Embarking on a sentimental journey in the footsteps of his ancestors in Ireland, Joe Biden addresses Parliament in Dublin on Thursday, 60 years after John Fitzgerlad Kennedy, the only other Catholic American president, also of Irish origin.
Arriving in Ireland on Wednesday after a whirlwind - and politically delicate - stint in the British province of Northern Ireland, Joe Biden tackled the most institutional part of his trip to this country on Thursday, which he says he carries in his " soul".
He was given a warm welcome, with crowds lining his motorcade's route through Dublin and military honors as he arrived in bright sunshine at the presidential residence to meet Michael Higgins.
"I'm not leaving!" the 80-year-old Democrat joked to reporters, saying he feels "at home" in Ireland.
Joe Biden, relaxed and smiling, planted a shrub in the residence of the president, not far from two trees testifying to the passage of two of his predecessors with Irish roots.
This is Barack Obama, and especially John Fitzgerald Kennedy, whose trip to Ireland in 1963 was a huge event.
Like JFK - the first American president to do so - Joe Biden will address both Houses of the Irish Parliament on Thursday.
He has already said, when he was received by Irish Prime Minister Leo Varadkar, that the two countries shared "the same values and the same concerns".
The US President's connection to Ireland goes far beyond diplomacy. His visit, echoing the one he made as vice-president in 2016, is a very personal matter.
Joe Biden comes to Ireland in the footsteps of his ancestors, who like so many others left famine-ravaged Ireland in the 19th century to seek a better life in the United States.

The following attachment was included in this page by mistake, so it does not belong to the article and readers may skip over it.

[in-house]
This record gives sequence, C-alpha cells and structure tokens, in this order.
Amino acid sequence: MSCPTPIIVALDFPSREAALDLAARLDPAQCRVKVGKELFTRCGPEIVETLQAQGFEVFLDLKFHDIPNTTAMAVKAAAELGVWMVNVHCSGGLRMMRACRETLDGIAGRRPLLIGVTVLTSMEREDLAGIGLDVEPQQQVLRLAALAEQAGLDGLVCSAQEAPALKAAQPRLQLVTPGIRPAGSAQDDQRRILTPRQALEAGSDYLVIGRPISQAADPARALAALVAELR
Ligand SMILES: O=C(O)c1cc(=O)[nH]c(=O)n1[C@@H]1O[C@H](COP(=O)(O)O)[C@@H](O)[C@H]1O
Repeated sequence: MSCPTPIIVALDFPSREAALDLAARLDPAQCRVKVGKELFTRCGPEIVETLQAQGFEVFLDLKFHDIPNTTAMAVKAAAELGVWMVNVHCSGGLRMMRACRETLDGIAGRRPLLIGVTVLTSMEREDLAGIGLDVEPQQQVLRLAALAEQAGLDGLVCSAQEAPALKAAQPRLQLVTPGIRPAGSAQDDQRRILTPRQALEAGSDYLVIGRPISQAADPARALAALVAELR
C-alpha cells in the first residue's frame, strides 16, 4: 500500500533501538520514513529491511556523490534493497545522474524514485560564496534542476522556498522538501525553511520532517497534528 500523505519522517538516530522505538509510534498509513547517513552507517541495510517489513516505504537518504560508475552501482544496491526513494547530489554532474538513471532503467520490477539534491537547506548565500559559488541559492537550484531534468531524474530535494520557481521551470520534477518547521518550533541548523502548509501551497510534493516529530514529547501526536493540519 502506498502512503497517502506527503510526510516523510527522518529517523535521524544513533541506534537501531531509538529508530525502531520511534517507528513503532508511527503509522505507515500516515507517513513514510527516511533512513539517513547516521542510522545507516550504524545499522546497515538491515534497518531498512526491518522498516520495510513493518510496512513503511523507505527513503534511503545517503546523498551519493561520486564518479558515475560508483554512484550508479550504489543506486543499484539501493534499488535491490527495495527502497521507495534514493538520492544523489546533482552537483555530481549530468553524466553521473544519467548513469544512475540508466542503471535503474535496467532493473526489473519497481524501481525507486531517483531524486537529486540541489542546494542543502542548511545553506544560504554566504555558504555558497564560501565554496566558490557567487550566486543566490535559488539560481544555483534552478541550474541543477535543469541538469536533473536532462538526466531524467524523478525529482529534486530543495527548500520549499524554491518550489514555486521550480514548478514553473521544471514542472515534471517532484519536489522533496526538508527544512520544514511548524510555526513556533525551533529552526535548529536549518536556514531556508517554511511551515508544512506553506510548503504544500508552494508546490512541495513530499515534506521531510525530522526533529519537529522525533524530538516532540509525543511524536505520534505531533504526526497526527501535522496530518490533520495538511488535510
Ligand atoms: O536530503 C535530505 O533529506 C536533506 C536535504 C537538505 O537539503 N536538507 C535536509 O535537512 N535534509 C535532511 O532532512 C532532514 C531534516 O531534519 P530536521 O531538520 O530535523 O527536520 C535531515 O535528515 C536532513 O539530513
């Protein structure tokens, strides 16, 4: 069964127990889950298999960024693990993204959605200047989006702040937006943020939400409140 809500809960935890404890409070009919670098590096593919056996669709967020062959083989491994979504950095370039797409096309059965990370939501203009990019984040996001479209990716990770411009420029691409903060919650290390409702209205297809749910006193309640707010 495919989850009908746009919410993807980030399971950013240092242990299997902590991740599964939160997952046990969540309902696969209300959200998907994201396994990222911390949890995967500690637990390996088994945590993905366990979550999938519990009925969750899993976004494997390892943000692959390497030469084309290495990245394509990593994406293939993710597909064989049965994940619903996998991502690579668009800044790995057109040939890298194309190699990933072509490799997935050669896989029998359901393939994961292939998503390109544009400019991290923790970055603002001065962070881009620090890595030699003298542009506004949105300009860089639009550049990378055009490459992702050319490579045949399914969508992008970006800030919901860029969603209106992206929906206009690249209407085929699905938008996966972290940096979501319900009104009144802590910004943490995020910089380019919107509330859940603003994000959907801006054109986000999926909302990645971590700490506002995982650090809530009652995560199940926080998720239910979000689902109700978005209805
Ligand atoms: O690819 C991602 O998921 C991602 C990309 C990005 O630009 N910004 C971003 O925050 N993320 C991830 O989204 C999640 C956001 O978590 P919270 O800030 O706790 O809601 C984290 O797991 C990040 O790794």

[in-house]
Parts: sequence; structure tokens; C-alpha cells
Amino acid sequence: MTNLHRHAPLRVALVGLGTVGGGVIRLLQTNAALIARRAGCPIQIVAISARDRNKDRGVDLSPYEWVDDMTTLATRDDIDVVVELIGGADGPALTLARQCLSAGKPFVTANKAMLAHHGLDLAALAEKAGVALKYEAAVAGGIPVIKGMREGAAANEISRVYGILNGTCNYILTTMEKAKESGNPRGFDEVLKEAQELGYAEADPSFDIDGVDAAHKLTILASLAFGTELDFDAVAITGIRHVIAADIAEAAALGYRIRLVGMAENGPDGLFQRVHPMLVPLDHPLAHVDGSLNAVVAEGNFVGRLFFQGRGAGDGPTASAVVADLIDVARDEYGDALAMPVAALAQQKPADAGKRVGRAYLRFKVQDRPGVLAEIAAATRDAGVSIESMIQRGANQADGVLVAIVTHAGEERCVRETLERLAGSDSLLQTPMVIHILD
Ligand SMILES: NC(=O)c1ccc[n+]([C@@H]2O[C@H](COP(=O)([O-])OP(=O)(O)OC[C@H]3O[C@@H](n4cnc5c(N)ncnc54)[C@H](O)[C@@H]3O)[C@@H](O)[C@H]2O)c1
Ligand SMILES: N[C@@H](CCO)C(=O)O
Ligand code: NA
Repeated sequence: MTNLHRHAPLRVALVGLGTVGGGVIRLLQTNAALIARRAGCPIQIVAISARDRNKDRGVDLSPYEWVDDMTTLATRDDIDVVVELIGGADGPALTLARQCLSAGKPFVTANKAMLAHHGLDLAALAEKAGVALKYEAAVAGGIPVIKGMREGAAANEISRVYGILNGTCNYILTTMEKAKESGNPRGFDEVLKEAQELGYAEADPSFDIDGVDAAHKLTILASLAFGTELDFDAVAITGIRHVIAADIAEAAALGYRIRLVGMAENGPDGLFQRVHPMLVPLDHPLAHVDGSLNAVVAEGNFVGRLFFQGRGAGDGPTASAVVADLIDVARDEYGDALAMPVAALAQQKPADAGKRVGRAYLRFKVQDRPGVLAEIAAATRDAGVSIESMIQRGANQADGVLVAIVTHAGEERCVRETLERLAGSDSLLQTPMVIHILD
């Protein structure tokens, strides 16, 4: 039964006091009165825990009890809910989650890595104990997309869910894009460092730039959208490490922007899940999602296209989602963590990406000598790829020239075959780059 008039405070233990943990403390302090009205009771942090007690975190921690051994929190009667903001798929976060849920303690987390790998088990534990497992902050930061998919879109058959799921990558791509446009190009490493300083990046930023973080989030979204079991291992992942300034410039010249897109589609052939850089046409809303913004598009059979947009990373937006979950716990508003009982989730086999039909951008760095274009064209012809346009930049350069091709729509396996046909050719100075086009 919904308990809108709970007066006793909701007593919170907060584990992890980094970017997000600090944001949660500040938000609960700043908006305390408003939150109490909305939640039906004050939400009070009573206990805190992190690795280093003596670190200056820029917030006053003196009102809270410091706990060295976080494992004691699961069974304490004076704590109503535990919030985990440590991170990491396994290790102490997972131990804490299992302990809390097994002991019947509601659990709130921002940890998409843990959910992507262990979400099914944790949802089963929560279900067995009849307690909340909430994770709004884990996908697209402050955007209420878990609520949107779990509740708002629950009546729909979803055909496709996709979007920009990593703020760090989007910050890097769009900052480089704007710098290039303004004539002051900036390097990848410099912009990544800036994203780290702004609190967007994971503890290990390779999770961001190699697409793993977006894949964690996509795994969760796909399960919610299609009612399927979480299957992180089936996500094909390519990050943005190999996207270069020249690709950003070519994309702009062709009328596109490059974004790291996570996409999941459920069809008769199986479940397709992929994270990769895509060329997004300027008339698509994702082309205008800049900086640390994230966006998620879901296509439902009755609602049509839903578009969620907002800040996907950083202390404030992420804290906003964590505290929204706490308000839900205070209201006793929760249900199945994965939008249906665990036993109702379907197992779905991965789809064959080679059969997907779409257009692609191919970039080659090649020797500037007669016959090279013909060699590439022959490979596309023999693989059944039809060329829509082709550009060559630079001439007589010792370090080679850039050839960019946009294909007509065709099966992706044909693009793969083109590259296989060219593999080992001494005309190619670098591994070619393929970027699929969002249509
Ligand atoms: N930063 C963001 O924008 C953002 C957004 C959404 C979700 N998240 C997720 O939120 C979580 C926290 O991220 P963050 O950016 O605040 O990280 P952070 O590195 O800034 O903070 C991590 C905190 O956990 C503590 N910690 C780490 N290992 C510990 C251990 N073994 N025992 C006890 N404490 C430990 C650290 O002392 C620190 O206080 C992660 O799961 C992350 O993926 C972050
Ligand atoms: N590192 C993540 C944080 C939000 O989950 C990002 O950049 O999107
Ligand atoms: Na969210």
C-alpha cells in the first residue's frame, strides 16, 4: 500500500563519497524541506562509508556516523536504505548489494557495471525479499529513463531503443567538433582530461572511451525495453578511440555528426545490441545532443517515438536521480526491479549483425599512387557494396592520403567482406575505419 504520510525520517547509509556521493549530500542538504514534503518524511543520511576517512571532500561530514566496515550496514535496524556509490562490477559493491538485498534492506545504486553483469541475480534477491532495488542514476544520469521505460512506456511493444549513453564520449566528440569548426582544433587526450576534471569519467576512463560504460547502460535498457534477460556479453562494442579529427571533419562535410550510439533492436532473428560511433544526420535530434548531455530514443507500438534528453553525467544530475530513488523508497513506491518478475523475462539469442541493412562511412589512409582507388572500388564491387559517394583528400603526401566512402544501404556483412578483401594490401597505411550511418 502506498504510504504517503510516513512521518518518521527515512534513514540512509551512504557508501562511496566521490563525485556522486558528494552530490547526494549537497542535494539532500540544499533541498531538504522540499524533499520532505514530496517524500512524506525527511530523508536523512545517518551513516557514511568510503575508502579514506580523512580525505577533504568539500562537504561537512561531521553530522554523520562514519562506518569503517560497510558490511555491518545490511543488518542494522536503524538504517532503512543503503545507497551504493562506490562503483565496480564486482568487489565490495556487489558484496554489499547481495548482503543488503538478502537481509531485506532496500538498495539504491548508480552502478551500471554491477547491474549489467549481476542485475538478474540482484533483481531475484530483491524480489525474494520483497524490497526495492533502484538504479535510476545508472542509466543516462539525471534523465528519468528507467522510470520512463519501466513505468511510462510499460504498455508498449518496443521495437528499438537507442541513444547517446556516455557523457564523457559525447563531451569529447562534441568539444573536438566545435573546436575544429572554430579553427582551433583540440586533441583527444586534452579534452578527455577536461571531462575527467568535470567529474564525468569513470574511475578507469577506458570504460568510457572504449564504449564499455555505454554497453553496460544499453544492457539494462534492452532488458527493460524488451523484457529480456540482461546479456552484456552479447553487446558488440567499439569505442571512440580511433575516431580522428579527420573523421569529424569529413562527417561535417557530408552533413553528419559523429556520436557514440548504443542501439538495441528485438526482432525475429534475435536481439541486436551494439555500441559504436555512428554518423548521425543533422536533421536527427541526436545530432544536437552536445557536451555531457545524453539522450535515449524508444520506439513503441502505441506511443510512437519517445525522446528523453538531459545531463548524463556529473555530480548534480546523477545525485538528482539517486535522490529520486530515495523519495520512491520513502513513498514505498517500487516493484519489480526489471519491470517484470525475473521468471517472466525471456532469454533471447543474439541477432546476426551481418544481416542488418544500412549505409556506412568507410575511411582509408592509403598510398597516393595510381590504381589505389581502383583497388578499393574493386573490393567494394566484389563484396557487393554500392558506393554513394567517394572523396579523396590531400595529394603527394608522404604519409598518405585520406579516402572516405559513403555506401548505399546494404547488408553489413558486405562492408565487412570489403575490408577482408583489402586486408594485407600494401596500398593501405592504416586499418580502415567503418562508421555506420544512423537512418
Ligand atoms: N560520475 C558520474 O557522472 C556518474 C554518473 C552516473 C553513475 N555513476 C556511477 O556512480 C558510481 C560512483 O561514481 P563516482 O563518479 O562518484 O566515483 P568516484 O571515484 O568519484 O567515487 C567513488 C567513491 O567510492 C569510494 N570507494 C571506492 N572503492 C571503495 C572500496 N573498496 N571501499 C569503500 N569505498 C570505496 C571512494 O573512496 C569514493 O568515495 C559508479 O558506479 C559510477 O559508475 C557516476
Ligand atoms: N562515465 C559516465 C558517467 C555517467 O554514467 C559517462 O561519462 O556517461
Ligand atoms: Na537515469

This attachment is also not devoid of political ulterior motives, for a president who plans to run again in 2024.
His childhood in a close-knit Irish clan polishes an image of a president from a modest and hard-working background. What may glean votes from the 30 million Americans who claim Irish roots.
And Irish emigration allows Joe Biden to hammer out his favorite speech, on America's promises and "possibilities", on "faith" in the future and on the "dignity" he intends to restore.
His official trip includes two visits to two regions presented as the cradles of the Finnegans and the Blewitts, the president's ancestors.
There was County Louth (northeast) on Wednesday, there will be Ballina in County Mayo (northwest) on Friday, where Joe Biden will make a speech.
The very first part of his trip, however, was less warm.
He went to Belfast on Wednesday to support the balance in force for twenty-five years in the British province, which today seems to be weakened.
Northern Ireland's institutions, meant to enshrine cooperation between once-enemy parties, are currently stalled due to disagreements over the aftermath of Brexit.
The American president, who met with the main political leaders of Northern Ireland, called for an end to this paralysis.
But this Catholic Democrat and so fiercely attached to his Irish heritage received a cold reception from the Unionists.
Attached to belonging to the United Kingdom, they block any formation of a local government and have qualified it for some as "un-British".
The White House claims to have had only "positive" feedback after this brief visit to Belfast.
The American president, however, caused a stir with one of these blunders which he is accustomed to.
Referring to a distant cousin rugby player, Rob Kearney, he said that the latter had given a hard time to the "Black and Tans", a particularly brutal British force which had fought the Irish separatists in the 1920s.
“For any rugby fan in Ireland, the chairman spoke very clearly about the All Blacks,” the New Zealand team, swept away his adviser Amanda Sloat.
04/13/2023 18:13:53 - Dublin (AFP) - © 2023 AFP